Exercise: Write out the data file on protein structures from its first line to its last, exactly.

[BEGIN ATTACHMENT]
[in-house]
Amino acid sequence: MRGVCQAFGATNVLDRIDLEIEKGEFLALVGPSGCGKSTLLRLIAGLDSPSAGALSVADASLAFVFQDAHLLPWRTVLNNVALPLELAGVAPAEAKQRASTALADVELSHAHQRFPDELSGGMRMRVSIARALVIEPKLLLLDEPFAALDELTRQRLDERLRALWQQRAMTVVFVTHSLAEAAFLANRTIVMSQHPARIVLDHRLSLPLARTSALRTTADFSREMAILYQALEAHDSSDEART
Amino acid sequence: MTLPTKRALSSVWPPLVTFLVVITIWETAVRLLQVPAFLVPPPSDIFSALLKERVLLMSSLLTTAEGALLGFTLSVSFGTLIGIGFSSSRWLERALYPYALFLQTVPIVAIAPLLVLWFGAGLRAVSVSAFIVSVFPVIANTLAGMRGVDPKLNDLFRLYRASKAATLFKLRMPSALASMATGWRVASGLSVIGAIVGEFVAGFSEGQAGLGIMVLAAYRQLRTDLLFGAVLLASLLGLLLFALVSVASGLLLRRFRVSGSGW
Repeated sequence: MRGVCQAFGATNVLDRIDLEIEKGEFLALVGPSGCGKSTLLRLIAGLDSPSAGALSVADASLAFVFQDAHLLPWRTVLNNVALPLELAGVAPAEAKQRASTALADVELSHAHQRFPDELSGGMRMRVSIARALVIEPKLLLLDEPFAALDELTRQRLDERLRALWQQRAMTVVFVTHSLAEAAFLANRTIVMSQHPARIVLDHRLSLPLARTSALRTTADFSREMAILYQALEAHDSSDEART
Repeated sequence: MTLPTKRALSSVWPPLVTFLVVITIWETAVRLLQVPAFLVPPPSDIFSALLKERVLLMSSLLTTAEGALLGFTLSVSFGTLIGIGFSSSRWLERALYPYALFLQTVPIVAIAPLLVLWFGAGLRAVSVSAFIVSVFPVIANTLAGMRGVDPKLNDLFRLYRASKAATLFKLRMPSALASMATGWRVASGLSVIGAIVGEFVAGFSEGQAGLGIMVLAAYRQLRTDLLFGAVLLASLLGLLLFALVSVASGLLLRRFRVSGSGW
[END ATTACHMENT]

[in-house]
Amino acid sequence: MRGVCQAFGATNVLDRIDLEIEKGEFLALVGPSGCGKSTLLRLIAGLDSPSAGALSVADASLAFVFQDAHLLPWRTVLNNVALPLELAGVAPAEAKQRASTALADVELSHAHQRFPDELSGGMRMRVSIARALVIEPKLLLLDEPFAALDELTRQRLDERLRALWQQRAMTVVFVTHSLAEAAFLANRTIVMSQHPARIVLDHRLSLPLARTSALRTTADFSREMAILYQALEAHDSSDEART
Amino acid sequence: MTLPTKRALSSVWPPLVTFLVVITIWETAVRLLQVPAFLVPPPSDIFSALLKERVLLMSSLLTTAEGALLGFTLSVSFGTLIGIGFSSSRWLERALYPYALFLQTVPIVAIAPLLVLWFGAGLRAVSVSAFIVSVFPVIANTLAGMRGVDPKLNDLFRLYRASKAATLFKLRMPSALASMATGWRVASGLSVIGAIVGEFVAGFSEGQAGLGIMVLAAYRQLRTDLLFGAVLLASLLGLLLFALVSVASGLLLRRFRVSGSGW
Repeated sequence: MRGVCQAFGATNVLDRIDLEIEKGEFLALVGPSGCGKSTLLRLIAGLDSPSAGALSVADASLAFVFQDAHLLPWRTVLNNVALPLELAGVAPAEAKQRASTALADVELSHAHQRFPDELSGGMRMRVSIARALVIEPKLLLLDEPFAALDELTRQRLDERLRALWQQRAMTVVFVTHSLAEAAFLANRTIVMSQHPARIVLDHRLSLPLARTSALRTTADFSREMAILYQALEAHDSSDEART
Repeated sequence: MTLPTKRALSSVWPPLVTFLVVITIWETAVRLLQVPAFLVPPPSDIFSALLKERVLLMSSLLTTAEGALLGFTLSVSFGTLIGIGFSSSRWLERALYPYALFLQTVPIVAIAPLLVLWFGAGLRAVSVSAFIVSVFPVIANTLAGMRGVDPKLNDLFRLYRASKAATLFKLRMPSALASMATGWRVASGLSVIGAIVGEFVAGFSEGQAGLGIMVLAAYRQLRTDLLFGAVLLASLLGLLLFALVSVASGLLLRRFRVSGSGW